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Does Halloween Spook Mothers into Avoiding Giving Birth?

Trick or treat? Fewer babies are born on Halloween than on the surrounding days, suggesting that moms may have some control over when they go into labor. CREDIT: TRINACRIA PHOTO, Shutterstock

While many kids might love to have their birthday fall on Halloween and have their special day celebrated with a giant costume party and loads of candy, it turns out that expectant mothers may not be all that fond of the idea. Pregnant women in the United States somehow avoid going into labor on Halloween, suggests a new study.

In the study, published this month in the journal Social Science and Medicine, researchers charted over 3 million births in the U.S. that took place around Halloween and Valentine's Day from 1996 to 2006. They found that birth rates dropped by 11.3 percent on Oct. 31 compared with the two-week window surrounding the date. On the other hand, birth rates on Feb. 14 spiked by 5 percent.

What's particularly interesting is that these shifts in birth rates do not only apply to scheduled births, such as cesarean and induced births, but also to "spontaneous births," which doctors considered to be outside the control of pregnant women. The researchers suspect that a woman's desire to give birth (or not) on a certain day may somehow affect the hormones that control birth timing , but they don't yet know how it all works.

But why would a woman avoid giving birth on Halloween? Simply put: superstition.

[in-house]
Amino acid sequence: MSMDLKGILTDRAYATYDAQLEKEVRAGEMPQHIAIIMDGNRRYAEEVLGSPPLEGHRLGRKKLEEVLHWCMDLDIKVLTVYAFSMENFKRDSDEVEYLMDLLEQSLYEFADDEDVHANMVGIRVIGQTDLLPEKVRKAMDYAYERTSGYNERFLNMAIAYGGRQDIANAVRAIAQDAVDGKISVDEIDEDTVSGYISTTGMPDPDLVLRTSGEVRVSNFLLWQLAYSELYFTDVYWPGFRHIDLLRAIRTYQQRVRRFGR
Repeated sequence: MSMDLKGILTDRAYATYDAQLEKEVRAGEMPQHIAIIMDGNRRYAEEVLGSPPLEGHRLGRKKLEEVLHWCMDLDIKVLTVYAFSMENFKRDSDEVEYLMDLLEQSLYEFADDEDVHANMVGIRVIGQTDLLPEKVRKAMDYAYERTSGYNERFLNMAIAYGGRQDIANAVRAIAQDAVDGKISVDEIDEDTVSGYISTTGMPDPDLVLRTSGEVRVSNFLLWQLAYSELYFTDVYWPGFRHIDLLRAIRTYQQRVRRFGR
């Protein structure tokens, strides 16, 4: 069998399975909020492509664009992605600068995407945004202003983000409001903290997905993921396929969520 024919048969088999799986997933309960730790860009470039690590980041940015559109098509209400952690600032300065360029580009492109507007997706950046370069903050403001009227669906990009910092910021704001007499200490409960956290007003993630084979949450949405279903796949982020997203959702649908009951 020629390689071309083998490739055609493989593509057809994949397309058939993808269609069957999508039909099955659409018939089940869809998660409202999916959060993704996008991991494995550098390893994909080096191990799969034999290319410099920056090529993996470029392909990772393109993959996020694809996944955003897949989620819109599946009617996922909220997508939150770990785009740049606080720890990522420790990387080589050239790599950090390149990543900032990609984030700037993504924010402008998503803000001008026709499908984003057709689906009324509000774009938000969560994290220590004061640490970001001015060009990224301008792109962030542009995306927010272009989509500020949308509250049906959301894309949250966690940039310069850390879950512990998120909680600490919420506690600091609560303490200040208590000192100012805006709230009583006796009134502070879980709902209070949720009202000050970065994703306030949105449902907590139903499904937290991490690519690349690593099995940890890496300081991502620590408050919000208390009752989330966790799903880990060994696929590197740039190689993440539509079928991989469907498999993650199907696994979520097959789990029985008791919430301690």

People associate Valentineâ??s Day with flowers , cherubs and love, and Halloween with witches, skeletons and death, the researchers wrote in their study. For a soon-to-be mother, the idea of giving birth on Halloween may evoke a level of unconscious fear. [What's the Scariest Thing?]

Or, some women may just think it's bad luck you wouldn't want your unborn child to turn out to be some kind of evil demon, right?

Joseph Castro
Joseph Castro
Joseph Bennington-Castro is a Hawaii-based contributing writer for Live Science and He holds a master's degree in science journalism from New York University, and a bachelor's degree in physics from the University of Hawaii. His work covers all areas of science, from the quirky mating behaviors of different animals, to the drug and alcohol habits of ancient cultures, to new advances in solar cell technology. On a more personal note, Joseph has had a near-obsession with video games for as long as he can remember, and is probably playing a game at this very moment.